Robertson Founds the Christian Coalition Summary

  • Last updated on November 10, 2022

After his failed bid for the U.S. presidency, Pat Robertson created the Christian Coalition to mobilize his base in the service of other Christian conservative political causes and campaigns.

Summary of Event

In 1987, Pat Robertson, an ordained Baptist minister and founder of the Christian Broadcasting Network Christian Broadcasting Network (CBN), announced that he would seek the Republican Party’s presidential nomination. Robertson had a significant following of viewers of his television program The 700 Club 700 Club, The (television program)[Seven Hundred Club] , a religious talk show that also provided conservative analysis of political events. Presidential elections, U.S.;1988 The theme of his presidential campaign was restoring the greatness of America through moral strength. He also attributed the decline of the United States to the breakup of the American family, the rise of crime and drug addiction, and abortion. While Robertson received many contributions from regular viewers of his television program and outspent Republican challenger George H. W. Bush three to one, he fared poorly in the Republican primaries. Religious organizations;Christian Coalition Christian Coalition [kw]Robertson Founds the Christian Coalition (1989) [kw]Founds the Christian Coalition, Robertson (1989) [kw]Christian Coalition, Robertson Founds the (1989) Religious organizations;Christian Coalition Christian Coalition [g]North America;1989: Robertson Founds the Christian Coalition[07140] [g]United States;1989: Robertson Founds the Christian Coalition[07140] [c]Government and politics;1989: Robertson Founds the Christian Coalition[07140] [c]Religion, theology, and ethics;1989: Robertson Founds the Christian Coalition[07140] [c]Social issues and reform;1989: Robertson Founds the Christian Coalition[07140] Robertson, Pat Reed, Ralph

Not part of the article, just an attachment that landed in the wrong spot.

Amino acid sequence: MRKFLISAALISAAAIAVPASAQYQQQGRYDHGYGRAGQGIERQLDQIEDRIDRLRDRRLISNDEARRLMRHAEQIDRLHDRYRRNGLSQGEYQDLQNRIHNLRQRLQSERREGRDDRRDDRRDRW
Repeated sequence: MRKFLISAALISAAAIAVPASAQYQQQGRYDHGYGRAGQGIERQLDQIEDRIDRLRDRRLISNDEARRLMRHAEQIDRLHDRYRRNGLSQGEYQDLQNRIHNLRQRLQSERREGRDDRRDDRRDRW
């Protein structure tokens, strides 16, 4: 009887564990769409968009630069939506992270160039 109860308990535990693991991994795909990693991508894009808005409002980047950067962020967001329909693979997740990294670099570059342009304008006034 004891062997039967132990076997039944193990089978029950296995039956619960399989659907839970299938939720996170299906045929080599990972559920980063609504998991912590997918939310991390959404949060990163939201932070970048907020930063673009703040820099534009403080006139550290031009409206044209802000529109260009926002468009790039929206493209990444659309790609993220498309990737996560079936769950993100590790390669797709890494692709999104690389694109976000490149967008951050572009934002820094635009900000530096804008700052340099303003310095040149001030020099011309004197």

Following Robertson’s primary election defeat, some political observers were inclined to write off the role of the Religious Right in American politics; however, Robertson’s campaign had actually activated thousands of supporters at the grassroots level, many of whom were right-wing evangelicals or charismatics. These individuals had discovered the power of grassroots politics through their involvement in the Republican Party in 1988 and were ready to continue their involvement in order to build a political base of individuals supportive of traditional values.

In 1989, Robertson decided to build on his political base by starting a new organization. In September, he held meetings in Atlanta, Georgia, with his top political advisers. He also invited Ralph Reed, a twenty-eight-year-old doctoral student in history at Emory University, to attend one of the sessions. At the end of the meeting, Robertson introduced Reed as the first staff member of the still unnamed organization that was to become the Christian Coalition of America. Shortly thereafter, Reed and his wife, JoAnne, moved to Virginia to become the organization’s staff.

Reed first generated money for the Christian Coalition by using the mailing list of persons who had contributed to Robertson’s presidential campaign. His initial letter appealed to religious conservatives by attacking National Endowment for the Arts National Endowment for the Arts (NEA) subsidies of artists and exhibits that the Christian Coalition found offensive. In addition to asking for contributions, Reed asked supporters to volunteer to start local and state chapters of the Christian Coalition. Reed used this money to gain national publicity by running full-page ads in a number of newspapers, including The New York Times, The Washington Post, and USA Today, calling on Congress to prohibit the use of NEA funds to underwrite pornography, obscenity, or attacks on religion.